So, as you've probably noticed, I've been on a locked room mystery bender since February and you can blame that on the publication of Brian Skupin's Locked Room Murders: Supplement (2019) coinciding with the holidays, which significantly increased the size of my wishlist and to-be-read pile – glutted with more impossible crime stories than usual. I'm now almost done with trimming down my stack of newly acquired locked room and impossible crime novels. You can expect a little more variety to return by the end of the month.
One of the more peculiar titles listed in Skupin's Locked Room Murders: Supplement is entry 2215, "The Super-Key of Fort Superman," written by Jerry Coleman and published in Action Comics, #241, 1958. A 12-page comic book story in which Superman has to find out who, and how, someone gained access to the "locked and impenetrable" Fortress of Solitude.
The Fortress of Solitude is hidden "deep in the core of a mountainside" in "the desolate arctic waste" with the only entrance being a massive door, "sheltered from view by jutting rocks," which can only be opened with "a super-key that weighs tons" – a ponderous key only Superman can lift. There's no one on Earth who can get through "the solid rock out of which it is hewn." A quiet, solitary place where he "conducts incredible experiments, keeps strange trophies and pursues astounding hobbies." Sound like the next best thing to a Batcave, but the Fortress of Solitude is more like the lair of very dedicated stalker or serial killer.
Superman has rooms, or shrines, dedicated to his friends, Lois Lane, Jimmy Olsen and Batman, complete with wax dummy replicas, mementos and specially made gifts.
A personally strung-together rope of pearls for Lois, a handmade sports car for Jimmy and a robot-detective for Batman, but they'll only receive these gifts if, not when, Superman dies. What a dick! Lois and Jimmy will probably have been slumbering in their graves for decades by the time he gets a wrinkle or gray hair! Why not give Batman that super advanced, robot-detective to fight crime now? Apparently, Superman is also an abusive animal hoarder with a private, inter-planetary zoo, hoarded from across the galaxies, crammed inside tiny cages – one panel showing several, large-sized alien animals in crate-sized cages. Well, at the very least he keeps the cages in a "locked chamber" and the floors aren't littered with rotting, half-cannibalized carcasses of former pets. So there's that, I suppose.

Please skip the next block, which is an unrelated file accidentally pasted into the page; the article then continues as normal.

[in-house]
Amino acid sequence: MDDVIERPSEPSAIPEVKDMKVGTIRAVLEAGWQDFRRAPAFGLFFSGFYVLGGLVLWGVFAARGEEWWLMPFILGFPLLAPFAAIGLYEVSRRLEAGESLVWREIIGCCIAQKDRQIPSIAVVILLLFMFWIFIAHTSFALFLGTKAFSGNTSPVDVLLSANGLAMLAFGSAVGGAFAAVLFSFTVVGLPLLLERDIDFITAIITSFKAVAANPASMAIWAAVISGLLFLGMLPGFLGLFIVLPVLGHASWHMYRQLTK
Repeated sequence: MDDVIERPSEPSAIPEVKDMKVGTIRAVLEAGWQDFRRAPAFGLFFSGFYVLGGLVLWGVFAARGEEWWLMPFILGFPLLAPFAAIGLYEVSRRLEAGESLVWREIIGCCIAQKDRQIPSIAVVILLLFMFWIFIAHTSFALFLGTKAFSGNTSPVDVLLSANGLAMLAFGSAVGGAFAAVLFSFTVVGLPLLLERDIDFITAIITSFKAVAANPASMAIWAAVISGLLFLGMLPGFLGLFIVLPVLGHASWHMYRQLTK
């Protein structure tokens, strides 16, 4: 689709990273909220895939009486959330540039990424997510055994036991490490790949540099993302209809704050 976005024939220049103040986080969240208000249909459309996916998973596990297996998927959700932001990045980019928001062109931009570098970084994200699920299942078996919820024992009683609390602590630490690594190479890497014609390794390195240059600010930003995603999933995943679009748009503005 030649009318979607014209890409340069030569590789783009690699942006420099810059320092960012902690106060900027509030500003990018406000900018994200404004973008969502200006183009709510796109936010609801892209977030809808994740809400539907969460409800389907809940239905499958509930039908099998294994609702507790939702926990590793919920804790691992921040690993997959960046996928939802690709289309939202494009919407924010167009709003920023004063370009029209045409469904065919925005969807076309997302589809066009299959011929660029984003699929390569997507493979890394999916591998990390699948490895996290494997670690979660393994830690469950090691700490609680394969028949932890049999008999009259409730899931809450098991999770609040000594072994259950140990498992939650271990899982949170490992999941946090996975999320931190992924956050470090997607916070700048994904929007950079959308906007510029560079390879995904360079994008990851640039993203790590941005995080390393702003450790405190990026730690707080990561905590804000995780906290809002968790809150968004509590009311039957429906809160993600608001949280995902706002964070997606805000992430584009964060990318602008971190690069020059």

Anyway, one day, when Superman returns to the Fortress of Solitude, he discovers someone has entered the fortress and left a taunting message on the wall, "I can enter and leave at will! Who am I? How can I do it? I dare you to find out!" This happens another two times with a third message saying, "Kent is Superman." No one else, except Superman, could have lifted the giant key, moved the door or plunge through fifty feet of solid rock. These are the only ways in, or out, of the fortress.
Superman briefly considers some possible solutions. Such as one of his inter-planetary pets "concealing superhuman powers and intelligence" or "that strange apparatus made by Luthor," which can summon beings from the fourth dimension, but the solution unveils a legitimate locked room-trick cleverly modeled around an idea nearly as old as recorded history. And it worked surprisingly well! I expected someone had simply crawled through the large, gaping keyhole, but the solution turned out to be so much better and the identity of Superman's "most cunning opponent" was a nice touch to the who-and why of the plot. A victory for brains over brawn!
I read "The Super-Key to Fort Superman" on the assumption it would be nothing more than an amusing curiosity of the impossible crime story, but didn't expect I would end up liking it. But here we are. More than worth the five minutes it takes to read the story.